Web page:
TIP: Since I am always concerned for my safety, never let the driver know how informed I am. As we drove from the airport to the hostel, I followed along on a map of the city I printed out and used the compass app on my phone. We got there with no problems on an appropriate route. The taxi driver turned out to be a really nice guy and he was giving us the history of buildings and sites as we drove by them. He also informed us we were staying in a bad part of town. When we got to the area, we agreed. He offered to take us somewhere else, but we declined. I have also heard of this trick, where the drivers try to take you to a different hostel/hotel for the commission. We were only staying for one night, the area was bad, but the exact location we were staying in wasn’t that bad. We stayed at “1900 Backpackers Hostel.”
Overall, the hostel wasn’t as great as what we were lead to believe by the reviews. The bed sheets felt really stale so I ended up sleeping in my clothes with a jacket on. It was cool that they had a pool table and a bar. We got some tips on where to go, but there was not really any nightlife in the area we were in. Pretty much this was just a place to crash until our flight to Cusco in the morning.
Cusco (Cuzco), Peru
The flight was about an hour. For the most part, I slept through this flight. As we got out of the airport, we were bombarded by many taxi drivers. We got some price quotes from the airport to the hotel, and some of these guys were clearly trying to rip us off. They said the place was really far and was quoting us 2x-3x the actual price. We quickly learned that you really have to set the price and see if the driver agrees.
TIP: For taxis, just offer a number of soles and the location you want to go to. Depending on how far it is, you’re looking to spend between 4-10SOL in Cusco. Since Cusco is not a large town.
I found out online that the taxi should cost 10-15SOL from the airport to our hotel. Since we were getting ripped off at the airport, we decided to start walking to the hotel. I also had a map ready. About 2 minutes into our walk, I was out of breath. The altitude really hit us, plus we were backpacking it. Just outside the airport, we flagged another taxi and just set the price. We offered 10SOL for him to take us to our hotel, Hotel Golden Inca. The driver eagerly agreed. I was a little concerned that he agreed too easily and hoped he really was going to take us to the hotel. Turns out he was a really nice guy. We arrived within 10 minutes and he brought our backpacks into the hotel. As I was going to pay (with tip), he denied payment. He was friends with the hotel employees and I guess he was going there anyway to hangout. They let us check in several hours early with no problems. So far, all my concern that people were going to kidnap and rip me off were just crazy internet rumors. For the most part, everyone is nice and helpful in Peru!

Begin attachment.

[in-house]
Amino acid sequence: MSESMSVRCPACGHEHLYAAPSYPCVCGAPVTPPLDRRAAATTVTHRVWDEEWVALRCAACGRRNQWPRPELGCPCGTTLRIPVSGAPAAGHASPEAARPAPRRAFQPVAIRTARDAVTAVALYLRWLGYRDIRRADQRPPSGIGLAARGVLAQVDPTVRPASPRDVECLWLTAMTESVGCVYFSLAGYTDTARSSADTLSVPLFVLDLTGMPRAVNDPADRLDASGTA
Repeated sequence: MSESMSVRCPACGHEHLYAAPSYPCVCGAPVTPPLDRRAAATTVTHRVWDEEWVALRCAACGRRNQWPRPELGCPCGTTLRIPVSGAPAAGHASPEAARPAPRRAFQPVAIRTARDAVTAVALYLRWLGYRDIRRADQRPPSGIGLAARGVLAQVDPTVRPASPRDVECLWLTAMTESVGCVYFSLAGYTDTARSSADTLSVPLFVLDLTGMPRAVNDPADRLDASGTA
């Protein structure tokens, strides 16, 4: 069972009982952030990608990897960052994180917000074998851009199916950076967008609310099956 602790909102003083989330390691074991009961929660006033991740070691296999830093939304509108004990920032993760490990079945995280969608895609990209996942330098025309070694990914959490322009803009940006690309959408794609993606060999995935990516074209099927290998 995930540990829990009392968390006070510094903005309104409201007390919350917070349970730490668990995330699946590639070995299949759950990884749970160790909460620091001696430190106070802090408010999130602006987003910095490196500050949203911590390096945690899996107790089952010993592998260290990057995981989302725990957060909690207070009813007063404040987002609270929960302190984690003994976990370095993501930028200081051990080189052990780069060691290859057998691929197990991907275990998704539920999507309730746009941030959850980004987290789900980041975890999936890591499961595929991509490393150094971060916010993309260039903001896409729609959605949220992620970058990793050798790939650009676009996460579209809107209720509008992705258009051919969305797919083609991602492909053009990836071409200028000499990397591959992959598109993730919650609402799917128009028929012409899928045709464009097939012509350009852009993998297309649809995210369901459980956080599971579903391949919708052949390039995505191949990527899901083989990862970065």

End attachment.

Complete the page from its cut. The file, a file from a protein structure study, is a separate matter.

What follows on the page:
We stayed in Cusco for 2 nights to allow ourselves to climatize to the elevation.
Buying Peru Rail Tickets
After checking in, we were kindly provided by the hotel a map of Cusco. They gave us directions from the hotel to the Peru Rail Office. It was a short walk. When we arrived, ALL tickets from Cusco to Aguas Calientes were sold out! We immediately asked if there was any other way to get there. It would have been a big waste of time and money to go from Los Angeles to Cusco without seeing Machu Picchu! The workers were kind enough to give us a solution that turned out to save us about $60USD each. She informed us that we can take the communal taxi/van from Cusco to Ollantaytambo. From Ollantaytambo there was train seat availability to Aguas Calientes. She even gave us upgraded seats on the train from Aguas Calientes to Ollantaytambo at no extra charge. But these tickets were only available certain days which changed our hotel plans.
I orginally booked 1 night Lima, 2 nights Cusco, 2 nights Aguas Calientes, 1 night Cusco, and 1 night Lima. for the full week.
So on the fly, we booked our Peru Rail tickets and tried to change our hotel reservations. After several calls to our hotel in Aguas Calientes, there was no answer. No one answered the telephone. Even though there was 24 hours to cancel, we could not reach them and no one responded via e-mail. We just took the hit on the price. Luckily, we were able to book the same room at our current hotel in Cusco at the same rate ($40USD), they even let us leave our heavy backpacks in the room so we wouldn’t have to bring them on the train! Hotel Golen Inca was the best!
TIP: Stay in Cusco! You don’t need a hotel Aguas Calientes, especially since you can get to Machu Picchu in a day and back from Cusco. If I had planned it better, I would have just stayed in Cusco for 3 nights, and the 2nd day planned to take the 1st train from Cusco (05:00) to Aguas Calientes to see Machu Picchu. Especially if you go without a tour group, Machu Picchu is open from Sunrise to Sunset. Roughly 05:00 to 17:00. The website should state the exact details. After Machu Picchu, there is NOTHING to do in Aguas Calientes. No real bars or clubs to visit late at night. The nightlife is significantly better in Cusco.